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The Act 4, Scene 4 soliloquy inHamletillustrates Hamlet's frustration with himself at his hesitancy to exact his revenge. After sending Rosencrantz and the others ahead of him, Hamlet reasons that God gave humans the power of thought to be used.
Sure, he that made us with such large discourse,
Looking before and after, gave us not
That capability and godlike reason
To fust in us unused. (IV.iv.38-41)
Hamlet then thinks that his contemplation has been one part wisdom and three parts coward. Although he believes it is right to carefully consider all the implications of seeking revenge, he criticizes himself for being so hesitant, especially considering he has the will and just cause for seeking this revenge.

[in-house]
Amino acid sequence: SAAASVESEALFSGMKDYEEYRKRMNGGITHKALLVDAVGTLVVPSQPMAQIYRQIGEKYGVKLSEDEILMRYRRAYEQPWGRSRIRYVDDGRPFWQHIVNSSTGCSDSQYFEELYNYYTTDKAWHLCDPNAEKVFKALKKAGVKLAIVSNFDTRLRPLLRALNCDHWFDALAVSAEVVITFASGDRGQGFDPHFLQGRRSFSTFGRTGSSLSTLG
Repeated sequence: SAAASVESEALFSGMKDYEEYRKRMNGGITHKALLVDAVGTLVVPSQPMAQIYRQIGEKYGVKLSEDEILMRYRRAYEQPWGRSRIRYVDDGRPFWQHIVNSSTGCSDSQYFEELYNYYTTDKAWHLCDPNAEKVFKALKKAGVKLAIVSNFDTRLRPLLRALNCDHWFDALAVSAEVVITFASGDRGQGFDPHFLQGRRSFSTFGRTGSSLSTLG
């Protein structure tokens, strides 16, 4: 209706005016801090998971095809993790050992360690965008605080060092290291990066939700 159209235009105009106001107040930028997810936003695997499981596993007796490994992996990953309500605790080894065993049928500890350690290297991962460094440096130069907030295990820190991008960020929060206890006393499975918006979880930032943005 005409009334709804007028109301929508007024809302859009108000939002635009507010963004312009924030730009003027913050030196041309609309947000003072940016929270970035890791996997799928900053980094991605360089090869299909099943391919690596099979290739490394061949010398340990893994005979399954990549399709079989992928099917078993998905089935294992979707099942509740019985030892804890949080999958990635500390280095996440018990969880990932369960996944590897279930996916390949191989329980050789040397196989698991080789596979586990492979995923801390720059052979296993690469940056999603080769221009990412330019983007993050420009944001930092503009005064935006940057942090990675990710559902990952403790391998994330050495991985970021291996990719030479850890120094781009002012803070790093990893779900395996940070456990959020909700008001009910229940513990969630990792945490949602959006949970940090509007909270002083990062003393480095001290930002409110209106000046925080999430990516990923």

Hamlet then compares his situation to Fortinbras. He thinks that if Fortinbras, "a delicate and tender prince," is bold enough to take action for little reward ("worthless land"), then Hamlet should be bold as well. Hamlet tries to spur himself toward revenge by explaining how his motivation ("a father kill'd, a mother stain'd") is much more significant than that of Fortinbras and his men. Hamlet makes the point that many of Fortinbras' men will die and the land they fight for is not large enough to hold all of their graves.
The imminent death of twenty thousand men
That for a fantasy and trick of fame
Go to their graves like beds, fight for a plot
Whereon the numbers cannot try the cause,
Which is not tomb enough and continent
To hide the slain. (IV.iv.62-67)
Hamlet concludes the soliloquy with the resolution that his thoughts must be violent from this point on or they mean nothing.
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